Surprise, surprise, another huge game company CEO has come out and said that they don’t think their games should be political. It just so happens that CEO is Bobby Kotick, that game company is Activision Blizzard. You know, the company that just published Call of Duty: Modern Warfare?
Speaking at the CNBC Evolve conference yesterday, Kotick responded to a question over how he had grown as a CEO, delving into the politics in video games debate.
“We’re not the operator of the world’s town halls,” Kotick said. “We’re the operator of the communities that allow you to have fun through the lens of a video game.” You know, innocent fun like shooting other digital people with realistic guns and calling in white phosphorous air strikes.
He continued, ““My responsibility is to make sure that our communities feel safe, secure, comfortable and satisfied and entertained, and so I don’t—I don’t—that doesn’t convey to me the right to have a platform for a lot of political views, I don’t think. I think my responsibility is to satisfy our audiences and our stakeholders, our employees, our shareholders.”
Just as a quick reminder here, Activision’s biggest release of 2019 is a remake and reimagining of Call of Duty: Modern Warfare, dragging the shooter series back from future and sci-fi settings to revisit the geopolitical relationships between the US, Russia and the Middle East. Yes, the Middle Eastern country of Urzikstan is fictional, but you’re fighting against and villifying Russian forces, there are numerous touch points to real world events, and analogues to real world terrorist groups. It’s no wonder that Russian COD players were a bit miffed at being the bad guys. Again.
Kotick’s right, of course, in that his responsibility is to satisfy his audience, stakeholders, employees and shareholders, and a big part of that is to make sure that his company’s products don’t rock the boat too much. Sure, you can be a bit edgy now and then, but openly criticising the governments and actions of the biggest and most lucrative markets is not going to be good for press. In the case of China, it can simply see your products banned, and that wouldn’t be great right now when Call of Duty: Mobile just launched.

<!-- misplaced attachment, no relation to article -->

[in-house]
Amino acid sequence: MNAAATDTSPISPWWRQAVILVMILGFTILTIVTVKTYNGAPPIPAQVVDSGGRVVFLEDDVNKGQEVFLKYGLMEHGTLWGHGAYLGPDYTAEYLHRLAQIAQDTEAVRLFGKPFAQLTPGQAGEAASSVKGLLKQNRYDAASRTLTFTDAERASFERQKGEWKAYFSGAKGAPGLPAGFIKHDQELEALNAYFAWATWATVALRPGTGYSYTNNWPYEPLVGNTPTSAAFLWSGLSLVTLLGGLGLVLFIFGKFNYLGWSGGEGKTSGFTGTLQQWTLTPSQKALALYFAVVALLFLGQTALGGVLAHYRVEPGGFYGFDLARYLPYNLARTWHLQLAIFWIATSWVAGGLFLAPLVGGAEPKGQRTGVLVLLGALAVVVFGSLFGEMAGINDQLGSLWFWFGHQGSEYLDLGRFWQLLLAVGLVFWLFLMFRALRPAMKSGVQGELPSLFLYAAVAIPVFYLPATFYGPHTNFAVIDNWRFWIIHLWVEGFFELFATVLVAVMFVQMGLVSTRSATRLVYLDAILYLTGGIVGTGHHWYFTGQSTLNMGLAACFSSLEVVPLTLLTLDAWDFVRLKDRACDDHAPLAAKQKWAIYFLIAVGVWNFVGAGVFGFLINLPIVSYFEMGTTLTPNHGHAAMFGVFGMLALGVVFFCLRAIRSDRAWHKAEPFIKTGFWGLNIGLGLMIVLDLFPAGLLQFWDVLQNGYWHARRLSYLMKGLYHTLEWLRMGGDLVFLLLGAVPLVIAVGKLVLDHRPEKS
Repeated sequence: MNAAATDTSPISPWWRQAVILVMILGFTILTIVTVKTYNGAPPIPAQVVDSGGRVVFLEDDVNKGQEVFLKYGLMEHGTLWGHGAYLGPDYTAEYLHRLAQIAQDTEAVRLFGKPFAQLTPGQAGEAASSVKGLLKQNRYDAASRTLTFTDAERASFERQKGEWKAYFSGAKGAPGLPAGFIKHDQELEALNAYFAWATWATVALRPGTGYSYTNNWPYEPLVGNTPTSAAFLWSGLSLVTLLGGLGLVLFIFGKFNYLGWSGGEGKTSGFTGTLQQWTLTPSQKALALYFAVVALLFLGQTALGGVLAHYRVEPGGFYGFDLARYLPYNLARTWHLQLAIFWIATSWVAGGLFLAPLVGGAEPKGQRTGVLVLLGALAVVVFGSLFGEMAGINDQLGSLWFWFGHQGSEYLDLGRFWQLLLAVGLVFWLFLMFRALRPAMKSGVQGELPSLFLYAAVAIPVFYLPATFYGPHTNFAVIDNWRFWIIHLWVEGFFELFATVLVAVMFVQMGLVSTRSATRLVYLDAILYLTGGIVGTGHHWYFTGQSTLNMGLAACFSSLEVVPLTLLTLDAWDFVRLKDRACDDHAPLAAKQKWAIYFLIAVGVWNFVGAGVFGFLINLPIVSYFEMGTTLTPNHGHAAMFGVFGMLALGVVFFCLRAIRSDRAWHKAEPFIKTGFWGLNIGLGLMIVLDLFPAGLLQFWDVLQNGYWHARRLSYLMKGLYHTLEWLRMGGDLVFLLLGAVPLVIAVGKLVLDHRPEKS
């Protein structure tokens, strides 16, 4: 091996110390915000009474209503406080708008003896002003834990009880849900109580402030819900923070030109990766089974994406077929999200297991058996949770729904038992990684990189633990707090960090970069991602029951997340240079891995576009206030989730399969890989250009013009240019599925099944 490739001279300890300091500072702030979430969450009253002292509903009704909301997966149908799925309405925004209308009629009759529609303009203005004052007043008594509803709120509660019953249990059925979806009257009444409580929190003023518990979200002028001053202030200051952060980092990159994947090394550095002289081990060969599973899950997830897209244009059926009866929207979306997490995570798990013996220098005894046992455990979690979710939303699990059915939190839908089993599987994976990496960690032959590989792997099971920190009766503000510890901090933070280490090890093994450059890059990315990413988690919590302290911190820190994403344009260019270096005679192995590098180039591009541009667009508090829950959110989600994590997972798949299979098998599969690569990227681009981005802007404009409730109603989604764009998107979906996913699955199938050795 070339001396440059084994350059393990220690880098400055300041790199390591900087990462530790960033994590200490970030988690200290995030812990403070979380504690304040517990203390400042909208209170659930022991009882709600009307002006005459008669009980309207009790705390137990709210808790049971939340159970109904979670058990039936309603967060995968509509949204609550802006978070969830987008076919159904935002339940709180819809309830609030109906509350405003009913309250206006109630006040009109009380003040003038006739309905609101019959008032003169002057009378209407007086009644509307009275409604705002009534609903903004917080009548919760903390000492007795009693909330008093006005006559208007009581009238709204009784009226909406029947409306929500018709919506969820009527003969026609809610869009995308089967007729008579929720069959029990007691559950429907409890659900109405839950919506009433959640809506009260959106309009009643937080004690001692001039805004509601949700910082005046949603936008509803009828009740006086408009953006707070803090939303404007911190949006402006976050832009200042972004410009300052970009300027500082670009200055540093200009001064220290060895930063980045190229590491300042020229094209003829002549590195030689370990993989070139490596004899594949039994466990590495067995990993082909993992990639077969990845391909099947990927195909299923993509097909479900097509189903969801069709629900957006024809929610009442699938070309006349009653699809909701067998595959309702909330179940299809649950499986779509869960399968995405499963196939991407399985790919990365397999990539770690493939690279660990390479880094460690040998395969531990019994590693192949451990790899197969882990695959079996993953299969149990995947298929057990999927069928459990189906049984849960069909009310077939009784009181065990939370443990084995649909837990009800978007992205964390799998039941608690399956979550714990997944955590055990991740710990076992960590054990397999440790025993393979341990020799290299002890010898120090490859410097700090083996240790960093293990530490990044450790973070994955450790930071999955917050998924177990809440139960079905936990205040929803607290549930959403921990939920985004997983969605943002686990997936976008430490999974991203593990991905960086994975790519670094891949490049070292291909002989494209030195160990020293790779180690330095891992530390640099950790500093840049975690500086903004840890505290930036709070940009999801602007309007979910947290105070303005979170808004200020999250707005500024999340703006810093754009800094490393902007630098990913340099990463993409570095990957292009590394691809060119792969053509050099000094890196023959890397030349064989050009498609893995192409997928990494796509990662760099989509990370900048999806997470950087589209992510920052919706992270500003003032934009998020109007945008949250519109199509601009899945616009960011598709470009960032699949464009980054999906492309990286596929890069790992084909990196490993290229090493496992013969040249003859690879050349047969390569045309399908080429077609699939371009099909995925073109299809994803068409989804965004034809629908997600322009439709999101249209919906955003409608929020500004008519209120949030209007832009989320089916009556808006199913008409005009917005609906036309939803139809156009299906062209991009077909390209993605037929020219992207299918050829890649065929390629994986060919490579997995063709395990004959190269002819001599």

But here’s the thing, even if you personally insist that your games have no political point to make, just by the very existence of something that is only very loosely detached from real world events creates that “town hall” environment where what it depicts can be discussed.
The irony is that Kotick admires other CEOs who will more actively engage with politics. It’s just that, as Kotaku quips, “Apparently he is not one of them.”
Kotick said, “I think there are some business people who are incredible examples of character and integrity and principle and have what you see are the great attributes of leadership, and I think that they are incredibly inspiring for me. But I think, you know, they do have the right to articulate views and visions and voices about government and policy and politics, and I love engaging with those people.”
Maybe he can give Hearthstone player Ng “Blitzchung” Wai a call and engage with him about his suspension for articulating his views and visions about government policy and politics? No? Don’t want to?
Probably wouldn’t keep those shareholders satisfied…